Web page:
FIG. 3 is a flow chart illustrating the process for the calculation and storage of a mask value for the write mask operation; and

FIG. 4 is a flow chart illustrating the process for the transmission of the masked write data for the write mask operation.

DETAILED DESCRIPTION

In the following discussion, numerous specific details are set forth to provide a thorough understanding of the present invention. However, those skilled in the art will appreciate that the present invention may be practiced without such specific details. In other instances, well-known elements have been illustrated in block diagram form in order not to obscure the present invention in unnecessary detail. Additionally, for the most part, details concerning network communications, electro-magnetic signaling techniques, and the like, have been omitted inasmuch as such details are not considered necessary to obtain a complete understanding of the present invention, and are considered to be within the understanding of persons of ordinary skill in the relevant art.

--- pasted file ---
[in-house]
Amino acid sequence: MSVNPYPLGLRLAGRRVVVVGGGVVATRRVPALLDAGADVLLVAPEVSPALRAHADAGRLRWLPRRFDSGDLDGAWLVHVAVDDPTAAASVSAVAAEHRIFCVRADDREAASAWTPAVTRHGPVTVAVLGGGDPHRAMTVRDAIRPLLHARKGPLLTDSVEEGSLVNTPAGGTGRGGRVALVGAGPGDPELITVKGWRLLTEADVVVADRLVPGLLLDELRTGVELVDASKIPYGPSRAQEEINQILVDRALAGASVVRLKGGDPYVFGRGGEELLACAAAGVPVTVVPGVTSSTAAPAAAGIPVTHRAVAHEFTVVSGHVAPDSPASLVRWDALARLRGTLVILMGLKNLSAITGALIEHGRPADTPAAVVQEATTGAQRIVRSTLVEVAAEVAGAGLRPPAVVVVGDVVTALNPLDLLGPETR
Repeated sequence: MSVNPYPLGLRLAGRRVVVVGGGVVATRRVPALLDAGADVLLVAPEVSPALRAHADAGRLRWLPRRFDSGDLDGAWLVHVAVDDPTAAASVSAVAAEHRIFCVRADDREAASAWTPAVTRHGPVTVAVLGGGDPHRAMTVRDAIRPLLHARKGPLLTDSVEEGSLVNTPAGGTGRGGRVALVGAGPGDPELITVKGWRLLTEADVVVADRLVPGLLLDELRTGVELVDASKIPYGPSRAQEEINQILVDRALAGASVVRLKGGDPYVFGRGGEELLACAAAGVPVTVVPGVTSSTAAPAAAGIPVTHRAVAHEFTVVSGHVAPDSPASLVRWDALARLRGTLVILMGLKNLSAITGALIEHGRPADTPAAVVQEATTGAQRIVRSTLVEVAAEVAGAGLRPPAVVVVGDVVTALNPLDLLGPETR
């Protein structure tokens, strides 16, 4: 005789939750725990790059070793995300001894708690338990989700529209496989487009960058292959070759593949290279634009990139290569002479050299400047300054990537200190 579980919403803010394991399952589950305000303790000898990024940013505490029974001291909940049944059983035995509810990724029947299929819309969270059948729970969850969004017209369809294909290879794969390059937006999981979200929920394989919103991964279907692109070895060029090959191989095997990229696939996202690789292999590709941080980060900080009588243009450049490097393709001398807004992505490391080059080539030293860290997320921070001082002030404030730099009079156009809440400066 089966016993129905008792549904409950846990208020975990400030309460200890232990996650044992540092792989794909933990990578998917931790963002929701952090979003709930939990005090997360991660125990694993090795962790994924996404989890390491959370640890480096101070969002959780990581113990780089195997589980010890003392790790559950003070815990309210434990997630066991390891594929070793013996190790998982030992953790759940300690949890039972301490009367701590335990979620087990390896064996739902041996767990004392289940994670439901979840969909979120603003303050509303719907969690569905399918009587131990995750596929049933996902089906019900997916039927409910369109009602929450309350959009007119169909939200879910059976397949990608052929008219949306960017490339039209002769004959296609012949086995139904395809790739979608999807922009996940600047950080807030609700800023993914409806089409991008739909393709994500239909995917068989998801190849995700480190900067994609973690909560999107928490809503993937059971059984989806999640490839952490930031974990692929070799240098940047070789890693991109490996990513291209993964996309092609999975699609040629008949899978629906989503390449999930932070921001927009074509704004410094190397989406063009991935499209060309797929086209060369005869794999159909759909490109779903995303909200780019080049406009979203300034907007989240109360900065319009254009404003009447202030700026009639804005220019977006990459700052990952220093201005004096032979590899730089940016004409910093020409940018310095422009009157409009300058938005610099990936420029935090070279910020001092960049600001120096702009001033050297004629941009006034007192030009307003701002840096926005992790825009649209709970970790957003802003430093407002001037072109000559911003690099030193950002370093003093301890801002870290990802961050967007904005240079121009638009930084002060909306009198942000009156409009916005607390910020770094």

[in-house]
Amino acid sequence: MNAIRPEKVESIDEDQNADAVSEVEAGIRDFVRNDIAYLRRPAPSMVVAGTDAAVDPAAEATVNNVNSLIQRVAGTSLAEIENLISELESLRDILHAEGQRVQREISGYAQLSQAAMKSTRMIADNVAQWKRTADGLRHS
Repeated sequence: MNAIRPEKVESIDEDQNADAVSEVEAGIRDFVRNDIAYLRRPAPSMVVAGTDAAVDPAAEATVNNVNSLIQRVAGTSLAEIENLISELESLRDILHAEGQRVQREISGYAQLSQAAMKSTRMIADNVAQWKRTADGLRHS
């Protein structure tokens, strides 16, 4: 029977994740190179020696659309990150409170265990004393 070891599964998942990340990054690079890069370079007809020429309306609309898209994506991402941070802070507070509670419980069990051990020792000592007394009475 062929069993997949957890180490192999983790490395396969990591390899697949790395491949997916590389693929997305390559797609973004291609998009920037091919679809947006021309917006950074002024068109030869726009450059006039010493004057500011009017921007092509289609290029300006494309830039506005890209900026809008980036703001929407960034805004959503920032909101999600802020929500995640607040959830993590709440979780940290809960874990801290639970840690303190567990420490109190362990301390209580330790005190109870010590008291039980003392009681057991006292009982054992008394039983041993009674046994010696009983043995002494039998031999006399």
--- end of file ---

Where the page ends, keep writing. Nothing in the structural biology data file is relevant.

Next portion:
Referring to FIG. 1 of the drawings, reference numeral 100 generally designates a block diagram illustrating an apparatus that accomplishes write mask operations in an XDR memory system. In this embodiment an XDR memory system contains two memory controller halves (not shown), two XIOs (not shown), and multiple XDR DRAMs (not shown). Each half of the memory controller works in conjunction with a specific XIO, and together these components control the data transmission to and from the XDR DRAMs. The XDR system utilizes the system bus 102 to transmit data. In this example, each write data packet (cacheline) contains 128 bytes. The data for a cacheline takes 8 beats (16 bytes per beat) on the system bus 102 per transmission. The memory controller controls the transmission of the write data packet to write buffer 0 112 or write buffer 1 114. Write buffer 0 112 corresponds to a specific XIO and write buffer 1 114 corresponds to the other XIO. The write buffers 112 or 114 store the write data packet until a command from the memory controller initiates the write operation.

The memory controller also controls the transmission of the write data packet to an error correcting code (ECC) generation module 104. In response, module 104 generates the ECC value that will be added to the write data packet to ensure that the mask generation module 106 does not generate a byte value matching either the write data or the ECC byte value. Specifically, the ECC generation module 104 adds two bytes or 16 bits of error correction code to the write data packet per cycle (8 cycles for a cacheline). ECC generation is commonly known in the related art. After ECC generation, 18 bytes of data is transmitted to mask generation module 106 per cycle. For a cacheline there are 144 bytes (128 data, 16 ECC).